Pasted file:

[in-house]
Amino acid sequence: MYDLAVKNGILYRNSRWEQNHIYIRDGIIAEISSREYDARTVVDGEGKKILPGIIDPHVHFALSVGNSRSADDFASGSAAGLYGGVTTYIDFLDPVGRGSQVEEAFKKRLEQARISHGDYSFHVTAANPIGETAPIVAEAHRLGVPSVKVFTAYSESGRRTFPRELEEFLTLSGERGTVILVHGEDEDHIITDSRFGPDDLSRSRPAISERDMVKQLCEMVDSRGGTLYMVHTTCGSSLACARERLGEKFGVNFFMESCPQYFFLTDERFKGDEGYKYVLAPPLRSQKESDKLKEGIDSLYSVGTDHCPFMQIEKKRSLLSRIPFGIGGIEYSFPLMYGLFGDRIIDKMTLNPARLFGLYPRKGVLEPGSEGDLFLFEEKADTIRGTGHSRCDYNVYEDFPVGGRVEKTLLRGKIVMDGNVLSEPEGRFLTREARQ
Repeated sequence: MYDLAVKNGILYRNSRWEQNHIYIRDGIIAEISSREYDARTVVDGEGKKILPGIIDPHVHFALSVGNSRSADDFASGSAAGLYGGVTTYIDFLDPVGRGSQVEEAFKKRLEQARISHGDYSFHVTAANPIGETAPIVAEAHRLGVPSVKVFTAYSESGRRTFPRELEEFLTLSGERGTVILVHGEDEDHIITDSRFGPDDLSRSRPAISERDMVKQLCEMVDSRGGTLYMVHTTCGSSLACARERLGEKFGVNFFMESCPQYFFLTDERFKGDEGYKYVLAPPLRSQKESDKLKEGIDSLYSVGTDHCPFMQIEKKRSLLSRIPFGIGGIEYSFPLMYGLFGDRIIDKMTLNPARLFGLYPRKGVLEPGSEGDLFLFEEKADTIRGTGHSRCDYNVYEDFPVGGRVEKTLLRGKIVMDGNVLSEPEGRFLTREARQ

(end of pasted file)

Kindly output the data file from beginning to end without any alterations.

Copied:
[in-house]
Amino acid sequence: MYDLAVKNGILYRNSRWEQNHIYIRDGIIAEISSREYDARTVVDGEGKKILPGIIDPHVHFALSVGNSRSADDFASGSAAGLYGGVTTYIDFLDPVGRGSQVEEAFKKRLEQARISHGDYSFHVTAANPIGETAPIVAEAHRLGVPSVKVFTAYSESGRRTFPRELEEFLTLSGERGTVILVHGEDEDHIITDSRFGPDDLSRSRPAISERDMVKQLCEMVDSRGGTLYMVHTTCGSSLACARERLGEKFGVNFFMESCPQYFFLTDERFKGDEGYKYVLAPPLRSQKESDKLKEGIDSLYSVGTDHCPFMQIEKKRSLLSRIPFGIGGIEYSFPLMYGLFGDRIIDKMTLNPARLFGLYPRKGVLEPGSEGDLFLFEEKADTIRGTGHSRCDYNVYEDFPVGGRVEKTLLRGKIVMDGNVLSEPEGRFLTREARQ
Repeated sequence: MYDLAVKNGILYRNSRWEQNHIYIRDGIIAEISSREYDARTVVDGEGKKILPGIIDPHVHFALSVGNSRSADDFASGSAAGLYGGVTTYIDFLDPVGRGSQVEEAFKKRLEQARISHGDYSFHVTAANPIGETAPIVAEAHRLGVPSVKVFTAYSESGRRTFPRELEEFLTLSGERGTVILVHGEDEDHIITDSRFGPDDLSRSRPAISERDMVKQLCEMVDSRGGTLYMVHTTCGSSLACARERLGEKFGVNFFMESCPQYFFLTDERFKGDEGYKYVLAPPLRSQKESDKLKEGIDSLYSVGTDHCPFMQIEKKRSLLSRIPFGIGGIEYSFPLMYGLFGDRIIDKMTLNPARLFGLYPRKGVLEPGSEGDLFLFEEKADTIRGTGHSRCDYNVYEDFPVGGRVEKTLLRGKIVMDGNVLSEPEGRFLTREARQ